By Filio Constantinou & Matthew Carroll, Research Division, Cambridge University Press & Assessment
There is no doubt that the pandemic has caused major disruption to education, both in the UK and in the rest of the world. School closures during lockdowns and the social-distancing measures that were implemented in schools after the lifting of lockdowns, have affected teaching and learning in various ways.
School closures reduced the amount of teaching (especially in the initial phase of the pandemic) and resulted in remote teaching replacing normal face-to-face teaching. The social-distancing measures, on the other hand, altered the nature of face-to-face interactions at school, and even required some students to self-isolate and continue their learning from home while others remained in school.
This unprecedented situation has led to questions – and, indeed, concerns – about the impacts on students, teachers and schools.
Understanding the impact
Researchers around the world have started to investigate the diverse impacts of the pandemic on education systems and the people involved. CEM – along with the wider Cambridge University Press & Assessment family – works closely with teachers and schools, so also has an interest in understanding these impacts.
This is why, in 2021, CEM and the Cambridge University Press & Assessment Research Division commenced a programme of research into the effects of the pandemic on the schools we work with.
We are in a strong position to contribute to the conversation about the effects of the pandemic on education. We work with schools around the world rather than in just one country. Further, CEM produces assessments for children just starting school, right through to young adults taking higher secondary qualifications. By working with this diverse group of schools – and by involving teachers themselves in the research – we can gain an unusually broad perspective.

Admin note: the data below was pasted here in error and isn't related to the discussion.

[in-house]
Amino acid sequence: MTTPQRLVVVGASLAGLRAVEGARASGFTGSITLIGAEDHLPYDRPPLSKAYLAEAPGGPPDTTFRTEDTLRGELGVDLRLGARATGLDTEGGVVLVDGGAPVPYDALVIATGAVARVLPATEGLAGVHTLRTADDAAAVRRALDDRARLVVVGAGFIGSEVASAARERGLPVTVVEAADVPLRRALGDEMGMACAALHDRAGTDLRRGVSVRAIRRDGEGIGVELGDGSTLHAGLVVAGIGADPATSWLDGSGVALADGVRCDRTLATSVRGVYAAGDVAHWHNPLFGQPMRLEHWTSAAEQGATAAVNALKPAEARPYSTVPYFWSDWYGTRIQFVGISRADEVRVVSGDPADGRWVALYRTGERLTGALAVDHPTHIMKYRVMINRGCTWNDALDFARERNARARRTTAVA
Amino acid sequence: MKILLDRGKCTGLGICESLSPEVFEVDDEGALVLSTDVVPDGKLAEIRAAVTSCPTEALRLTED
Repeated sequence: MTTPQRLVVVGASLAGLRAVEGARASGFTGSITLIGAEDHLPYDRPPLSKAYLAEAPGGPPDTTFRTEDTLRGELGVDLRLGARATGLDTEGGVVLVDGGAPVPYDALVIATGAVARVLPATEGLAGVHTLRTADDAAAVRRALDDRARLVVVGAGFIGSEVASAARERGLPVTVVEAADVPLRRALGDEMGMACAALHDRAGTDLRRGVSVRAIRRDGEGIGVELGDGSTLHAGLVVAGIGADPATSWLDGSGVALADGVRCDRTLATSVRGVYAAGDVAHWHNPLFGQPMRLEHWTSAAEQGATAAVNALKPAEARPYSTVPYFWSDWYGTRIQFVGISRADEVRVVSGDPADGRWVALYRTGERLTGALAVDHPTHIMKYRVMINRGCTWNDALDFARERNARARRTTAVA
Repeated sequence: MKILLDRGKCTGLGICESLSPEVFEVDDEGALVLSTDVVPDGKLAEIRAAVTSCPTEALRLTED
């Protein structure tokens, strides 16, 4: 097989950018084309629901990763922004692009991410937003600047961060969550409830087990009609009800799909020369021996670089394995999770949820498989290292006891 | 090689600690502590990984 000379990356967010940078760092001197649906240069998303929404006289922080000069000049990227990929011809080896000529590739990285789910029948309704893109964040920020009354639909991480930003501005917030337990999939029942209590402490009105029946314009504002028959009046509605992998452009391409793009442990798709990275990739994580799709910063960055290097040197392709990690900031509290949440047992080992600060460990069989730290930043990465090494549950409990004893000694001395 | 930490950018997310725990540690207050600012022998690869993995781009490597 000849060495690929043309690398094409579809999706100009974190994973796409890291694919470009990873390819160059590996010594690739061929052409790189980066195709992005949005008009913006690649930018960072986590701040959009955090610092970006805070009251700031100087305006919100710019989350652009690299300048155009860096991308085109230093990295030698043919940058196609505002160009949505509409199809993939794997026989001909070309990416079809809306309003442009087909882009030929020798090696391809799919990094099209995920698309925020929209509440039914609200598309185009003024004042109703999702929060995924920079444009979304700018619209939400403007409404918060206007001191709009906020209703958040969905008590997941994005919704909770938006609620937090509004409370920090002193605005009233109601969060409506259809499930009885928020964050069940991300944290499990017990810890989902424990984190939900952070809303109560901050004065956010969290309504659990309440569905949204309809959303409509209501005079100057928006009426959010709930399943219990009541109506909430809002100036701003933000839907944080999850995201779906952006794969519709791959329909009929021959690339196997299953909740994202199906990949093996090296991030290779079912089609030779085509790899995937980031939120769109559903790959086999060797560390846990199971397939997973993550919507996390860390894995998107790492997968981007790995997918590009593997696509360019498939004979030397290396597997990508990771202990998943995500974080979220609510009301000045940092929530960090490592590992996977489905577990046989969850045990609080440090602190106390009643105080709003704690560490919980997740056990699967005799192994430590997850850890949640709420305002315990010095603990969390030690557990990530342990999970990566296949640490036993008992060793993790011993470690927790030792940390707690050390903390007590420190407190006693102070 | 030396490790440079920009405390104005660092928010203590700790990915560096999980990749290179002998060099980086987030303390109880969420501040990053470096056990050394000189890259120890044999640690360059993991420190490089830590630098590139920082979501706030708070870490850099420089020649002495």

In spring of 2021, we sent a teacher survey to schools that work with CEM. We received a fantastic response, with responses from around 200 schools spread across 38 countries. The respondents taught a range of subjects, from humanities and social sciences through to sciences and maths, and a range of ages, from 4-year-olds to 18-year-olds.
The broad survey was followed up by more detailed interviews with a smaller number of teachers. This provided us with a much deeper understanding of the experiences and allowed further exploration of key themes.
Across the research, we have looked at a wide range of issues, including learning loss, student engagement, student wellbeing, parental support, teacher wellbeing, teaching practices during remote and face-to-face lessons, and measures taken by schools to mitigate the impact of the pandemic on students’ attainment and wellbeing.
We have also asked teachers about their personal experiences of teaching in such challenging times: what worked or did not work for them. We believe that this approach will provide an understanding of the impacts of the pandemic that is broad but detailed, and which puts teachers’ experiences front and centre.
The analysis of the data is nearly complete and we look forward to sharing our findings with you over the coming months. We hope that our findings will shed further light on the impact of the pandemic on schools, and also inform the development of strategies for supporting students and teachers during these challenging times.
By working closely with teachers and schools, and by building a solid evidence base, we can start to answer some of the questions posed by the pandemic.